Mutual Assured Construction Fund
The mutual assured construction fund is an assurance fund that is owned by stakeholders. The sole purpose of a mutual assurance fund is to provide assurance coverage for its investors and stakeholders, and its investors are given the right to select management. The Mutual Assured Construction Fund will invest in the Stakeholders Foundation aggregating social benefits, and by using machine learning and distributed ledger technologies the profits will be returned to investors as dividends or a reduction in premiums.
We are regulated by the Supervisory Authorities and are compliant with member state law, with the Mutual Assured Construction Fund.
- The Mutual Assured Construction Fund is owned by its Stakeholders.
- The Mutual Assured Construction Fund provides assurance coverage to its investors and stakeholders at or near cost.
- Any profits from premiums and investments are distributed to its investors via dividends or a reduction in premiums.
- The Mutual Assured Construction Fund are not listed on stock exchanges, but if they eventually decide to be, they are “demutualized.”
- Law determines whether an insurer can be a Mutual Assured Construction Fund.
Understanding the Mutual Assured Construction Fund
The goal of the Mutual Assured Construction Fund is to provide its investors with assurance coverage at or near cost. When a Mutual Assured Construction Fund has profits, those profits are distributed to investors via a dividend payment or a reduction in premiums.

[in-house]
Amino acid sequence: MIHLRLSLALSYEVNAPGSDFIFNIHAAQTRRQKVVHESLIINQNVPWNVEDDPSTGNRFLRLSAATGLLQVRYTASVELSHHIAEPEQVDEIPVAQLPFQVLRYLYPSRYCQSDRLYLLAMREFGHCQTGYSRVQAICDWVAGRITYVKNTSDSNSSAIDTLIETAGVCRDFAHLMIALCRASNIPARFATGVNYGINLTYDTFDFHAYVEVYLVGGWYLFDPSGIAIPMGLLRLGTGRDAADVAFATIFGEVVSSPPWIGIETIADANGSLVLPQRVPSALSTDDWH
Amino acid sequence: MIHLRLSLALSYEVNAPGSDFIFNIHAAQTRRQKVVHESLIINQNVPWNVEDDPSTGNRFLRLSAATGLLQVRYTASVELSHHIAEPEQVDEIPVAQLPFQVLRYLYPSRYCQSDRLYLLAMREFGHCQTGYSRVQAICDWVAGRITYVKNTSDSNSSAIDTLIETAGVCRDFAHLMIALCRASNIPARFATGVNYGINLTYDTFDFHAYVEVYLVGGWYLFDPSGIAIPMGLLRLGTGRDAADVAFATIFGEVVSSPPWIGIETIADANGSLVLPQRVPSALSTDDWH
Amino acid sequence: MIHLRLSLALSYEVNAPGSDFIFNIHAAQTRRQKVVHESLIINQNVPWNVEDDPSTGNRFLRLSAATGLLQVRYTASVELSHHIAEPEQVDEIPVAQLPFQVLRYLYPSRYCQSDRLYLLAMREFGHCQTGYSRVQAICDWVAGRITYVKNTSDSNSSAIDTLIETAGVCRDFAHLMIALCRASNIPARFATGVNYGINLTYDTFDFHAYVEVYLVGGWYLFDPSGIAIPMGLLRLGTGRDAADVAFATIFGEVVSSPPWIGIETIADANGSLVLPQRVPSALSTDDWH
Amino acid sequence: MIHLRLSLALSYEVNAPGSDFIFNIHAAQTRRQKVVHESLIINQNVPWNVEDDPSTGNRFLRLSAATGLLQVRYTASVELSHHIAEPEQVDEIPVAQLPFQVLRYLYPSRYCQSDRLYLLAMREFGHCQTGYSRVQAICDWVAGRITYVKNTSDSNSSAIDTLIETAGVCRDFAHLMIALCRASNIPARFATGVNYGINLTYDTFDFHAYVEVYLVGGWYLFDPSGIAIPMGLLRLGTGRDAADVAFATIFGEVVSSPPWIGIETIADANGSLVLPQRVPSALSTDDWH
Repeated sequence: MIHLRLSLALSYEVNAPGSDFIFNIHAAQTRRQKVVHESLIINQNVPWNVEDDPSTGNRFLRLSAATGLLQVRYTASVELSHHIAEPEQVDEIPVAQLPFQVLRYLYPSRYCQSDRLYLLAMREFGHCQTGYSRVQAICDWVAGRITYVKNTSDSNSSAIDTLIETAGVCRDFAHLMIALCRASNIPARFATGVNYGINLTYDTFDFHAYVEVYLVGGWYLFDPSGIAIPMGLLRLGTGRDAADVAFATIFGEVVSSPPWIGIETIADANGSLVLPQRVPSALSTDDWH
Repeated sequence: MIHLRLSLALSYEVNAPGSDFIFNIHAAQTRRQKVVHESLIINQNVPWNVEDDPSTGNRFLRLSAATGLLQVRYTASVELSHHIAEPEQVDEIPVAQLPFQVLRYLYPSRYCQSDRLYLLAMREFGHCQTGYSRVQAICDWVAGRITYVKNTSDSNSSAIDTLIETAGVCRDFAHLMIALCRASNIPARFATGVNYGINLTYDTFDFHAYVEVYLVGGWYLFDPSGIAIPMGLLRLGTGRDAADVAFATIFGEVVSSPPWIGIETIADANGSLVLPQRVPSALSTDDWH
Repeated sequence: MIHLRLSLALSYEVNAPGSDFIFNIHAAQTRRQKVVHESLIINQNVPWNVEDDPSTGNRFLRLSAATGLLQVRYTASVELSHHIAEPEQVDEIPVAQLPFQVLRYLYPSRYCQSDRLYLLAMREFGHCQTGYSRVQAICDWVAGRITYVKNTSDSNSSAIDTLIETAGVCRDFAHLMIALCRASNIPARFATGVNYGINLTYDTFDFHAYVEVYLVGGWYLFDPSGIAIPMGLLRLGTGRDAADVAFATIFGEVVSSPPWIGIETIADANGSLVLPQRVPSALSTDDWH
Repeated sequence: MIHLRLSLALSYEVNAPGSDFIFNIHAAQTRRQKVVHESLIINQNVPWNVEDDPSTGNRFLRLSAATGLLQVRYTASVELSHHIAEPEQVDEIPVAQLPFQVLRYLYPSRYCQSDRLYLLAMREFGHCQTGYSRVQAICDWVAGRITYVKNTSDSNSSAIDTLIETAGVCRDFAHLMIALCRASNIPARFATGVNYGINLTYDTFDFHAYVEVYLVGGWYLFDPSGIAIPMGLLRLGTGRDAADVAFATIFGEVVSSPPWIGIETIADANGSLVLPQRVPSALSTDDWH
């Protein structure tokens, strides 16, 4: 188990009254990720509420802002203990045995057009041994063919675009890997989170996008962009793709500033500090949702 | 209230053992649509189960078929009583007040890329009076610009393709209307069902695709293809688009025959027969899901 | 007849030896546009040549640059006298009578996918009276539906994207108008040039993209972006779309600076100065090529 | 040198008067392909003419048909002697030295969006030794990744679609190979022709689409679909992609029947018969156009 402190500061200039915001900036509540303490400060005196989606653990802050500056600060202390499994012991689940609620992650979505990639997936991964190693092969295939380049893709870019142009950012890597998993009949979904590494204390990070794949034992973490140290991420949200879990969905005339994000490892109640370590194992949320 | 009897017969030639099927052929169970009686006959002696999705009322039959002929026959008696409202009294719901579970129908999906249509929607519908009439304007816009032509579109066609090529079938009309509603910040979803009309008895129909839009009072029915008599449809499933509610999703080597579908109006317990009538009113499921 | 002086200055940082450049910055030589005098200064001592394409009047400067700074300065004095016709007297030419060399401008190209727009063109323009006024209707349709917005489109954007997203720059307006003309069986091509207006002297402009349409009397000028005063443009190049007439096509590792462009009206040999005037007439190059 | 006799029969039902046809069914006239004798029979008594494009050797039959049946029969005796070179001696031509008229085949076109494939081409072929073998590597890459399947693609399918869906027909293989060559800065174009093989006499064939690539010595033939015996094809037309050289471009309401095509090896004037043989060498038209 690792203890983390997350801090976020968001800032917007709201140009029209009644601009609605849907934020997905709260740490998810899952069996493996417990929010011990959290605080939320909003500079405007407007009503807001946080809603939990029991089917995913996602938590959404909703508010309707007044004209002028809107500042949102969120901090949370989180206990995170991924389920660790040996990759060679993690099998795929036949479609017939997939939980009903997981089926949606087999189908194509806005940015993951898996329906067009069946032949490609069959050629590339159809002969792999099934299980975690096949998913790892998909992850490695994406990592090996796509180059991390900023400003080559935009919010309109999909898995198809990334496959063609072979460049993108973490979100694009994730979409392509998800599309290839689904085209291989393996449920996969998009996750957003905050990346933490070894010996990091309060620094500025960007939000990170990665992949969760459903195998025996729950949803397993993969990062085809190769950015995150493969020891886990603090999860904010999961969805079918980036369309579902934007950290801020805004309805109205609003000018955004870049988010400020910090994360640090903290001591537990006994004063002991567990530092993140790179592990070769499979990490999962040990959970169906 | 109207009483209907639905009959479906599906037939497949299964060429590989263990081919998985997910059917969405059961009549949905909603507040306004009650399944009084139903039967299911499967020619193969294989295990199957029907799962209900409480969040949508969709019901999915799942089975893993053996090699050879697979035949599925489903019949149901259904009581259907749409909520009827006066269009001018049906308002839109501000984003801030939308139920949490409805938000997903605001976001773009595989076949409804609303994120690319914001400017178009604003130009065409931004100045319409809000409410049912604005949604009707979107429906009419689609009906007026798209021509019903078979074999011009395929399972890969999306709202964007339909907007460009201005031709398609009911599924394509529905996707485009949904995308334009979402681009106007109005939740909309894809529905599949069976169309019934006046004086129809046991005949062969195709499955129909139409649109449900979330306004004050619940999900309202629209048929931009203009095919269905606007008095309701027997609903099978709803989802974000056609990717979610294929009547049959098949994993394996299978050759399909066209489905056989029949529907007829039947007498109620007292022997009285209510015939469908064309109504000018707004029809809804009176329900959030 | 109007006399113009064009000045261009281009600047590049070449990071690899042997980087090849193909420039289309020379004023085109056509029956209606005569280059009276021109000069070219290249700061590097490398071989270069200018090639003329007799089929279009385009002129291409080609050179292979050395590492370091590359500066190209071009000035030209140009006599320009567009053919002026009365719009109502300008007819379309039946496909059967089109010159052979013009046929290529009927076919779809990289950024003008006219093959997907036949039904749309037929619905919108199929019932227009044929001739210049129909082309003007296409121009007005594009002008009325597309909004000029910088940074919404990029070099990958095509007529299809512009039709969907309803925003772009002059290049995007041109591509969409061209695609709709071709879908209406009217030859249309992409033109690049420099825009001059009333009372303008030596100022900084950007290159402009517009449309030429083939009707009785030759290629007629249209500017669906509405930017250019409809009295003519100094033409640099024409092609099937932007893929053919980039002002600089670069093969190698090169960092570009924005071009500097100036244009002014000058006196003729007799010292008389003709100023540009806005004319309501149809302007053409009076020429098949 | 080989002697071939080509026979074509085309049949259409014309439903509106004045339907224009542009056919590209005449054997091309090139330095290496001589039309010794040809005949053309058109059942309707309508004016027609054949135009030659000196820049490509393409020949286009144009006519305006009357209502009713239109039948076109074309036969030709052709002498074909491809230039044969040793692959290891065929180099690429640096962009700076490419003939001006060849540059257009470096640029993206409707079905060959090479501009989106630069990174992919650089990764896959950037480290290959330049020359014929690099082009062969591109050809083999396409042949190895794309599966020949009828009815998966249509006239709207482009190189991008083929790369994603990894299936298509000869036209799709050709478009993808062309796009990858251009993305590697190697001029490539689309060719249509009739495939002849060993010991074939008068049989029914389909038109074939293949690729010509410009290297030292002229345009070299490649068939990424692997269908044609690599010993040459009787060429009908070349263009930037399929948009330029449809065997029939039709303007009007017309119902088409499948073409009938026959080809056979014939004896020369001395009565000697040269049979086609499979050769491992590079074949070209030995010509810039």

Mutual Assured Construction Fund is not traded on stock exchanges, therefore our investment strategy avoids the pressure of having to reach short-term profit targets and can operate as best suited to its investors with the goal of long-term benefits. As a result, we invest in stable and secure assets. However, because we are not publicly traded, it can be more difficult for stakeholders to determine how financially solvent a Mutual Assured Construction Fund is, or how it calculates dividends it sends back to its investors.
Consocio forms the Mutual Assured Construction Fund as a form of self-insurance, by combining sectors with separate budgets and with the ecosystem of digital social enterprises. For example, a group of physicians may decide that they can get better insurance coverage and lower premiums by pooling funds to cover their similar risk types.
When a Mutual Assured Construction Fund switches from member-owned to being traded on the stock market, it is called “demutualization,” and the Mutual Assured Construction Fund becomes a stock insurance company. This shift may result in stakeholders gaining shares in the newly floated company. Most often this is done as a form of raising capital. Stock insurance companies can raise capital by distributing shares, Mutual Assured Construction Fund companies can only raise capital by borrowing money or increasing rates.
History of Mutual Assured Construction Fund
Mutual insurance as a concept began in England in the late 17th century to cover losses due to fire. It began in the United States in 1752 when Benjamin Franklin established the Philadelphia Contributionship for the Insurance of Houses From Loss by Fire. Mutual insurance companies now exist nearly everywhere around the world.
In the past 20 years, the insurance industry has gone through major changes, particularly after 1990s-era legislation removed some of the barriers between insurance companies and banks. As such, the rate of demutualization increased as many mutual companies wanted to diversify their operations beyond insurance, and to access more capital.
Some companies converted completely to stock ownership, while others formed mutual holding companies that are owned by the stakeholders of a converted mutual insurance firm.